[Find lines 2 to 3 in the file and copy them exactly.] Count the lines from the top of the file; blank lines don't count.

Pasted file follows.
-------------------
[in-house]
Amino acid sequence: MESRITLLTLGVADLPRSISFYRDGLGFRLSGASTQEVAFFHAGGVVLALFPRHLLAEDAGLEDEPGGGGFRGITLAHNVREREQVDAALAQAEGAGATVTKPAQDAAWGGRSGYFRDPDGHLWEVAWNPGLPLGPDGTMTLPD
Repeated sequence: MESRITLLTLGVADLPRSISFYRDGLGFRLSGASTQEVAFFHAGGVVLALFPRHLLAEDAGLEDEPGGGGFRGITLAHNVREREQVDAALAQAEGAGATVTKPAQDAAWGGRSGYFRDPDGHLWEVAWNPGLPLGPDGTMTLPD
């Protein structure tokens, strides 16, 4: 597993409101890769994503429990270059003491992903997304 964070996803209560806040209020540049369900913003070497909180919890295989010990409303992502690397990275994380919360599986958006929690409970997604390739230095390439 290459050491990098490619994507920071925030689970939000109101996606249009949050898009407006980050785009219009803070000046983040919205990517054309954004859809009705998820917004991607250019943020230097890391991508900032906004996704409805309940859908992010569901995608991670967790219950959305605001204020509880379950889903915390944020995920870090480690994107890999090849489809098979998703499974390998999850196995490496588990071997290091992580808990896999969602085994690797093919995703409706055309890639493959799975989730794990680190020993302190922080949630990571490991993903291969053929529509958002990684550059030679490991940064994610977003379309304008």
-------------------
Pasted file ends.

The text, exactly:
Amino acid sequence: MESRITLLTLGVADLPRSISFYRDGLGFRLSGASTQEVAFFHAGGVVLALFPRHLLAEDAGLEDEPGGGGFRGITLAHNVREREQVDAALAQAEGAGATVTKPAQDAAWGGRSGYFRDPDGHLWEVAWNPGLPLGPDGTMTLPD
Repeated sequence: MESRITLLTLGVADLPRSISFYRDGLGFRLSGASTQEVAFFHAGGVVLALFPRHLLAEDAGLEDEPGGGGFRGITLAHNVREREQVDAALAQAEGAGATVTKPAQDAAWGGRSGYFRDPDGHLWEVAWNPGLPLGPDGTMTLPD